How To Introduce Dogs
Whether you’re introducing your dog to a new play friend or canine family member, or bringing a cat or a new baby home, you’ll need some patience and careful planning.
Here are a few helpful tips and tricks to make the introductions go smoothly.
How To Introduce Dogs To Each Other
Introducing dogs to each other is usually quite easy as long as they’re both well-socialized and used to interacting with other dogs. Some sociable dogs will meet other dogs and instantly start playing, while others may need more time to warm up to each other.
The steps below may involve more caution than you need for dogs who are used to meeting others in their neighborhood, so adjust your approach as appropriate.
- Pick a neutral spot, like a park with plenty of space to roam, or even the backyard of a neighbor who doesn’t have a dog. You’ll need a handler for each dog.
- With both dogs still on leash, let them see each other from a distance, or even from different sides of a fence.
- Watch for body language showing relaxed postures and tail wagging, and be alert for signs of tension like hard stares, standing tall, stiff bodies and tails, hard pricked ears … or even raised hackles or bared teeth. If you notice any tension or discomfort, move the dogs further away from each other. Praise and reward the dogs only when they give each other relaxed attention.
- Once they’re calm and relaxed, move them closer. If you’re in a large enough area, you can walk them in the same direction … keeping enough distance for them to stay relaxed and get used to each other.
- Next, it’s time for them to say hello. It’s often best to do this off-leash. You can leave the leashes attached, but drop them so you can grab them in case of a problem. This allows them the freedom to move away if they want, and avoids tension caused by the handler tightening on the leash.
- Don’t force interaction. If either of them isn’t interested, let him walk away and give him more time to warm up to the other dog.
- Keep sessions short at first, and keep watching their body language. You may see relaxed sniffing or a play bow … and they may start to play together.
- If either dog seems uncomfortable, move them away from each other. If they seem happy and playful, you can gradually increase their time together.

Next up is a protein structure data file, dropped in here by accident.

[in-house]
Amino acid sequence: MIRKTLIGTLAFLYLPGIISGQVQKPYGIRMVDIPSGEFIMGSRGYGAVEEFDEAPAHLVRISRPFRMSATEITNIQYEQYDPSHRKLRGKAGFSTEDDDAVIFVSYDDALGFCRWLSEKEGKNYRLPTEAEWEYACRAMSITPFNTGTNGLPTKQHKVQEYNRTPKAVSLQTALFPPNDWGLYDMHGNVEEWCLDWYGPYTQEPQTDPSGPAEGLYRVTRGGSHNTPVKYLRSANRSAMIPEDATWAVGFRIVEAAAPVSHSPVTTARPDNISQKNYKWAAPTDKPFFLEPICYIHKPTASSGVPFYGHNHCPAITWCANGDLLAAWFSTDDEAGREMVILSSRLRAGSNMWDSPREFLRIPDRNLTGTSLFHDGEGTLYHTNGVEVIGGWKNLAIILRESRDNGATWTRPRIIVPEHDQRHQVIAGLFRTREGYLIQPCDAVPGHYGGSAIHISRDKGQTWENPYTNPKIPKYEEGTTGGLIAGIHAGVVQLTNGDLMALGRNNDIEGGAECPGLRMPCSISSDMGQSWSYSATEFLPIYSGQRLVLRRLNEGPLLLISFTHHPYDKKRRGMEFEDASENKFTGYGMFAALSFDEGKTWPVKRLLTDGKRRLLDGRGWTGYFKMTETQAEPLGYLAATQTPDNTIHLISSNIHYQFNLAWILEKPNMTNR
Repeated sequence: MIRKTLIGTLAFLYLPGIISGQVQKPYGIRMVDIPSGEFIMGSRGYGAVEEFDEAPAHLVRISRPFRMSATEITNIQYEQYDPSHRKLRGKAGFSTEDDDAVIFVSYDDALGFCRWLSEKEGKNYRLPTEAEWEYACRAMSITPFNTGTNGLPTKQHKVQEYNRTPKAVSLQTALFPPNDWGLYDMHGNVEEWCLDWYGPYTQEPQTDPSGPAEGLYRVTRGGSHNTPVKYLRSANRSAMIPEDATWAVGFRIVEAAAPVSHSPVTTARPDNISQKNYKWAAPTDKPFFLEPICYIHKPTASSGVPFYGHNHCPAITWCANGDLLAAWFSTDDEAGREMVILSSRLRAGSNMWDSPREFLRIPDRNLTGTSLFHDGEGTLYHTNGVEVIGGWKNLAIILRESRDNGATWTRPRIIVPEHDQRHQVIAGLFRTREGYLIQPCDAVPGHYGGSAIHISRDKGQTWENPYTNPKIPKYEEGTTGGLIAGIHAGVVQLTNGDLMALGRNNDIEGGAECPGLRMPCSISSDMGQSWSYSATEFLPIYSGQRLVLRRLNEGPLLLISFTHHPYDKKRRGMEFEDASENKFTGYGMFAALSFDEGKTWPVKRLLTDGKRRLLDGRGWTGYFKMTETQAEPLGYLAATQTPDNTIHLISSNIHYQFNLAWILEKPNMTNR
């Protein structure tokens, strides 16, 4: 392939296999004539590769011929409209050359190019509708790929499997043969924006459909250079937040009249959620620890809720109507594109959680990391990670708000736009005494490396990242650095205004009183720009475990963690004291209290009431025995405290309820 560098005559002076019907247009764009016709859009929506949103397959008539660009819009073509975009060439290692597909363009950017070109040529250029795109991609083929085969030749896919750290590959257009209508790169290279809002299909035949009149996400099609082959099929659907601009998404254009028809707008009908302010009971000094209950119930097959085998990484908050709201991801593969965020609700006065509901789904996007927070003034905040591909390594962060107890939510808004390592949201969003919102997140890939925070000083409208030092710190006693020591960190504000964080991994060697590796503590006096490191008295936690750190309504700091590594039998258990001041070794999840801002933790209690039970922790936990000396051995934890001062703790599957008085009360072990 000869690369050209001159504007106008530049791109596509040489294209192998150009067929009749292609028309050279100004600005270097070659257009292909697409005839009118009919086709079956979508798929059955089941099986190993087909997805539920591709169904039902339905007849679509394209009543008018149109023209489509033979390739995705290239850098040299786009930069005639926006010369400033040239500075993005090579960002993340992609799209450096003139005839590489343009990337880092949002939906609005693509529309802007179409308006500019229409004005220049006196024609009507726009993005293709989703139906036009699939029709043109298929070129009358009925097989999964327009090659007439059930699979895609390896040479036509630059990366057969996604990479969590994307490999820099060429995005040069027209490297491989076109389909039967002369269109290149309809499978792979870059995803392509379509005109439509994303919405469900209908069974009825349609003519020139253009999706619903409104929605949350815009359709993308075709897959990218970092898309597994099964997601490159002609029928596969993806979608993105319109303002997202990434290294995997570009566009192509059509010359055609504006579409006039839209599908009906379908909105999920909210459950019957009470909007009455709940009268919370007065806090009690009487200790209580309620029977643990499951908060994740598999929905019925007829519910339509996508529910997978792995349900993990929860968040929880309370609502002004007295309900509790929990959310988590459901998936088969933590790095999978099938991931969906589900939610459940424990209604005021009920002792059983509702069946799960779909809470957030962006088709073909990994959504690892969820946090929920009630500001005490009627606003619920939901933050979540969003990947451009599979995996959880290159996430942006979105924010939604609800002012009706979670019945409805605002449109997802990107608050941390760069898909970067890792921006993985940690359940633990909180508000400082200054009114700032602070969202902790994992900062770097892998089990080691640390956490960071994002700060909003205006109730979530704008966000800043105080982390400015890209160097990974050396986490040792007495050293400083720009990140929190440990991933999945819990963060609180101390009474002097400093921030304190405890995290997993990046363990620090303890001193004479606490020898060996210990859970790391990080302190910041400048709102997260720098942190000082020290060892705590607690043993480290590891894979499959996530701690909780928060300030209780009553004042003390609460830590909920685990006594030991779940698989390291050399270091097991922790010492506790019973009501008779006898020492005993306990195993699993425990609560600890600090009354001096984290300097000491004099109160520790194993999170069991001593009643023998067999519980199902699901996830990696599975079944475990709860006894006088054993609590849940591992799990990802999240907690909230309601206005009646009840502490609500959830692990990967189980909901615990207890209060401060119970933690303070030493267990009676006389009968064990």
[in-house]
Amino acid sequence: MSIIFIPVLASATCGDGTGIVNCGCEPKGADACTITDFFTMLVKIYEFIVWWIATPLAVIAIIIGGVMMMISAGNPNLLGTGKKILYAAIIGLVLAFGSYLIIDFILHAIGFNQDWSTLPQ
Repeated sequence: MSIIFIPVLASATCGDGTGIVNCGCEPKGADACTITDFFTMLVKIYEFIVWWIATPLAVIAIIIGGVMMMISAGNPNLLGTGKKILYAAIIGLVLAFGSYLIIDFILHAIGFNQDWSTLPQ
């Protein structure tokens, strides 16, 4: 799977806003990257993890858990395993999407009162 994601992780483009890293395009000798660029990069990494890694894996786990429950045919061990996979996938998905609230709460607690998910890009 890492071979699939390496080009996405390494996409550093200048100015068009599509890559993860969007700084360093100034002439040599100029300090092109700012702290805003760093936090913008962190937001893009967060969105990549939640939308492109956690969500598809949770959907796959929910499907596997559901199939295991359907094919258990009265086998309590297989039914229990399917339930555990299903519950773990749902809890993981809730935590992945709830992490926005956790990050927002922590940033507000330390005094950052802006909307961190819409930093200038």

Just keep in mind that every pup has his own personality, and not all dogs will get along. So don’t rush the process. If one dog is uncomfortable or reactive, it’s best to get expert help.
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How To Introduce Dogs On Leash
If you prefer to introduce dogs to each other completely on leash, that can work too.
- Again, start out on neutral territory as explained earlier.
- If you can, walk both dogs on opposite sides of a wide path, allowing them to see each other from a distance. If they both seem comfortable, you can gradually reduce the distance between them.
- When it’s time for the dogs to meet, keep the leashes loose and avoid letting them pull towards each other. Again, watch their body language closely and be prepared to separate them if needed.
Remember that your dog is sensitive to your response, so try to keep calm during the introduction. Always reward your dog’s calm behavior with praise and treats.
Note: People also ask how to introduce dogs when one is aggressive. That’s a separate and much more complex topic, but in most cases it’s best to get professional help.
How To Introduce A New Puppy To Your Dog
Bringing a new puppy home is an exciting time. But it may be less exciting for your adult dog, especially if he’s used to being the “only child.”
- If you take your adult dog with you to pick up the puppy, make sure they travel separately in the car on the way home – in separate crates or different parts of the car.
- When you get home, start by introducing them outside, on leash.
- Walk them around the yard together, then let the two dogs sniff each other.
- As they start to interact, watch for body language like your adult dog raising his hackles or baring his teeth. If your dog shows these signs of discomfort around your puppy, you may need to take things slower.
- If your dog growls at the puppy, don’t scold or punish him. That’s how dogs communicate they don’t like something, and it will teach your puppy that he’s crossed a line and may have annoyed his “big brother.”